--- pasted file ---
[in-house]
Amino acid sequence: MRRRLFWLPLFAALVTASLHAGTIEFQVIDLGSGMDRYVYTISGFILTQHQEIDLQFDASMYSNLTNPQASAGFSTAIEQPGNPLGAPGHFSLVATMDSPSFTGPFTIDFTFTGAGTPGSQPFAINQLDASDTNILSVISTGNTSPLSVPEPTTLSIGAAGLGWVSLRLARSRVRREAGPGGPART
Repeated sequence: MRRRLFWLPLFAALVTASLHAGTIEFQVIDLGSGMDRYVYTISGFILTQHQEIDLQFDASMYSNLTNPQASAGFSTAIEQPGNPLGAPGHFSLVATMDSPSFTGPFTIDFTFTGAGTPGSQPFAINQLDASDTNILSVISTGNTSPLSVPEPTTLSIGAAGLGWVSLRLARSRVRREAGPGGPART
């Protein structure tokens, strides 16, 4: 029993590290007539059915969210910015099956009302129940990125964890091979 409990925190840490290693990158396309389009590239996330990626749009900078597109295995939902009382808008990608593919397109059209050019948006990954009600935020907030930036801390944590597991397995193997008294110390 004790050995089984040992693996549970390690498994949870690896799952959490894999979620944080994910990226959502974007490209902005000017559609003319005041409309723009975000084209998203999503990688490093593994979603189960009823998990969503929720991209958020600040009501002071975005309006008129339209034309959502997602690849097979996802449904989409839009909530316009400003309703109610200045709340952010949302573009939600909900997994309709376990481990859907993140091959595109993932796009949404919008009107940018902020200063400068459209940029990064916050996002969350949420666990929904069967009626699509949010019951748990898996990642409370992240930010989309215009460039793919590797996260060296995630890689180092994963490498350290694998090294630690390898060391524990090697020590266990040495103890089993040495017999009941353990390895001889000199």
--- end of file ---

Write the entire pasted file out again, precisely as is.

[in-house]
Amino acid sequence: MRRRLFWLPLFAALVTASLHAGTIEFQVIDLGSGMDRYVYTISGFILTQHQEIDLQFDASMYSNLTNPQASAGFSTAIEQPGNPLGAPGHFSLVATMDSPSFTGPFTIDFTFTGAGTPGSQPFAINQLDASDTNILSVISTGNTSPLSVPEPTTLSIGAAGLGWVSLRLARSRVRREAGPGGPART
Repeated sequence: MRRRLFWLPLFAALVTASLHAGTIEFQVIDLGSGMDRYVYTISGFILTQHQEIDLQFDASMYSNLTNPQASAGFSTAIEQPGNPLGAPGHFSLVATMDSPSFTGPFTIDFTFTGAGTPGSQPFAINQLDASDTNILSVISTGNTSPLSVPEPTTLSIGAAGLGWVSLRLARSRVRREAGPGGPART
């Protein structure tokens, strides 16, 4: 029993590290007539059915969210910015099956009302129940990125964890091979 409990925190840490290693990158396309389009590239996330990626749009900078597109295995939902009382808008990608593919397109059209050019948006990954009600935020907030930036801390944590597991397995193997008294110390 004790050995089984040992693996549970390690498994949870690896799952959490894999979620944080994910990226959502974007490209902005000017559609003319005041409309723009975000084209998203999503990688490093593994979603189960009823998990969503929720991209958020600040009501002071975005309006008129339209034309959502997602690849097979996802449904989409839009909530316009400003309703109610200045709340952010949302573009939600909900997994309709376990481990859907993140091959595109993932796009949404919008009107940018902020200063400068459209940029990064916050996002969350949420666990929904069967009626699509949010019951748990898996990642409370992240930010989309215009460039793919590797996260060296995630890689180092994963490498350290694998090294630690390898060391524990090697020590266990040495103890089993040495017999009941353990390895001889000199």